As most of you are aware, there is no "sleep" verb. A creature can decide to rest until it falls asleep, but it cannot just decide to sleep. (Nor can we!) The problem with this is that while creatures with instincts are pre-programmed to rest when sleepy, creatures without instincts cannot make the connection between resting and sleepiness reduction, because it isn't resting that directly reduces sleepiness, it's the sleeping that eventually results from the resting.

So to remedy this, I simply made resting appear to reduce sleepiness by tweaking the stimulus gene to first reduce sleepiness and then silently increase it, enough to both compensate for the reduction and bring it to a normal increase. And it worked! I was so proud to see my instinctless creatures suggesting that other sleepy creatures rest. I just love seeing evidence of creatures learning!

But, I still feel like the creatures sleep too much as a whole. Don't get me wrong, I don't want to do away with sleeping entirely, but it just feels like the frequency is a little high. So I've been tweaking the genetics a little here and there, too.

Meanwhile, I am really enjoying raising these little creatures and discovering how much impact a creature's upbringing can have on its behavior when it isn't being controlled by pre-programmed instincts. For example, I brought up a pair of norns together in an area with nearly no toys around. The norns took to pushing each other instead of toys to reduce boredom, and not only grew up to be great breeders, but very social. It was quite cute when a grendel wandered along complaining of boredom and one of them suggested he push norn!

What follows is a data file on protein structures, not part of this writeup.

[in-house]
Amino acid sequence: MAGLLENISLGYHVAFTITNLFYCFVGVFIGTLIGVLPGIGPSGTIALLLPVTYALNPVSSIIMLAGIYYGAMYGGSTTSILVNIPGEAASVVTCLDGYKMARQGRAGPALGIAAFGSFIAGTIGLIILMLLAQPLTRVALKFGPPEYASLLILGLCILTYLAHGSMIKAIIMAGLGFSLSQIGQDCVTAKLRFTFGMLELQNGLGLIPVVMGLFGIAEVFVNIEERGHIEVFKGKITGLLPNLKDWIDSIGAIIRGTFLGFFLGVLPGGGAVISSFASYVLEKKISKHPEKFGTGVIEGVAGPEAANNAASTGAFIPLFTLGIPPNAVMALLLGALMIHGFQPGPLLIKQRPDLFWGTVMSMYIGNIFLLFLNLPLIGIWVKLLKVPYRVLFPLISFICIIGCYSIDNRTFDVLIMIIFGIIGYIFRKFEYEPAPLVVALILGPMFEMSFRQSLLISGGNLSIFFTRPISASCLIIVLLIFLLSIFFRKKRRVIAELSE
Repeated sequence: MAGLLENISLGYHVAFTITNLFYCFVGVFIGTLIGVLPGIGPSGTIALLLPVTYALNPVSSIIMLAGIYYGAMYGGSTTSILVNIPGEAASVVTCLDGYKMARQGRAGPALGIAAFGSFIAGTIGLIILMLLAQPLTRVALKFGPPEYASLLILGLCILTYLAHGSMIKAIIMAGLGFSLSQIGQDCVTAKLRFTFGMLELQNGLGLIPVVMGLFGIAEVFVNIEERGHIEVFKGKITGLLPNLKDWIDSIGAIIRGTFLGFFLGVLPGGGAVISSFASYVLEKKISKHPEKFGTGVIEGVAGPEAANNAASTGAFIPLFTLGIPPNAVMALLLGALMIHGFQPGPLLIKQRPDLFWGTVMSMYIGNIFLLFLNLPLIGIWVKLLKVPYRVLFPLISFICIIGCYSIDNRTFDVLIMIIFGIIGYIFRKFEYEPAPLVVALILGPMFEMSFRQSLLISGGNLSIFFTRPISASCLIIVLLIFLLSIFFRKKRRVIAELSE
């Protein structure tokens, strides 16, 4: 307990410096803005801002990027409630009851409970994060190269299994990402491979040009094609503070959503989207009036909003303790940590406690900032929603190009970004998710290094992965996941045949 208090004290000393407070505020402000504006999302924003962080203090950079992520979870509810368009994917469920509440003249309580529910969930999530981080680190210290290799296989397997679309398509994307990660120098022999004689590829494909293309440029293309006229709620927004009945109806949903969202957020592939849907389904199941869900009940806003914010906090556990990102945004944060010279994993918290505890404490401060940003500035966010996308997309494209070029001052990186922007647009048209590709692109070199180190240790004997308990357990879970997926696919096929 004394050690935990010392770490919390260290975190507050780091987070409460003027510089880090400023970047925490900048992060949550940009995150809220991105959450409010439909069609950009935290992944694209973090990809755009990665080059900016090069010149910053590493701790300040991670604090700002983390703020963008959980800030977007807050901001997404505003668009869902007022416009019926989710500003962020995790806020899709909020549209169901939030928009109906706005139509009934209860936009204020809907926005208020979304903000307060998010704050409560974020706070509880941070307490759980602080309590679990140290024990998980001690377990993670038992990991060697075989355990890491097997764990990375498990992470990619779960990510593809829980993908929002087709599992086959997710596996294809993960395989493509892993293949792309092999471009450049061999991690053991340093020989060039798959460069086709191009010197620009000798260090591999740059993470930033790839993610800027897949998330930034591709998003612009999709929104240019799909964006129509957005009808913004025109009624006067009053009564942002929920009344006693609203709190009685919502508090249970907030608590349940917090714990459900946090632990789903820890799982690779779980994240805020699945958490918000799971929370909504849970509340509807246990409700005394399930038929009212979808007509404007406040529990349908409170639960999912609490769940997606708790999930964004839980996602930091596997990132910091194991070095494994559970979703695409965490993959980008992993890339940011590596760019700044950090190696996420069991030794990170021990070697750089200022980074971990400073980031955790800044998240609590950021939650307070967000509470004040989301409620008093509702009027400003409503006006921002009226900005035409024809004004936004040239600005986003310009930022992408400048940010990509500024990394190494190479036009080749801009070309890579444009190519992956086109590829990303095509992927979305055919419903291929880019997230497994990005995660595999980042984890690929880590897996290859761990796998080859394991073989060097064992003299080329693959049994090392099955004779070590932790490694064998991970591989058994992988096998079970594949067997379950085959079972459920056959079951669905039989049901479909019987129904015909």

I plan on tweaking the stimulus genes further to make traveling, pushing lifts, etc to have more of a boredom-reducing effect and see if creatures can be taught to wander around when bored.

Really, the more I play with these altered genomes, the more I wonder what the developers were thinking, putting in these instincts! Some of them I can understand being necessary, half-strength instinct trick for elevators and vendors and all, but as a whole it seems to strip the creatures of so much personality. I can't imagine going back to normal creatures now.

On a side note, I have been testing the elevines (improved "lift ring things" with beautiful sprites many thanks to mea!) in this world, I am finding them so wonderfully handy! Not only do they work great as lift-replacements, but they can also work as replacements for the boats/submarines as well. I'm still tweaking them here and there but hopefully they'll be ready for release soon.

Meanwhile, the DS server has been toying with my emotions, going up and getting my hopes up and then going down again. Oh well. I certainly have enough projects to keep me busy in the meantime.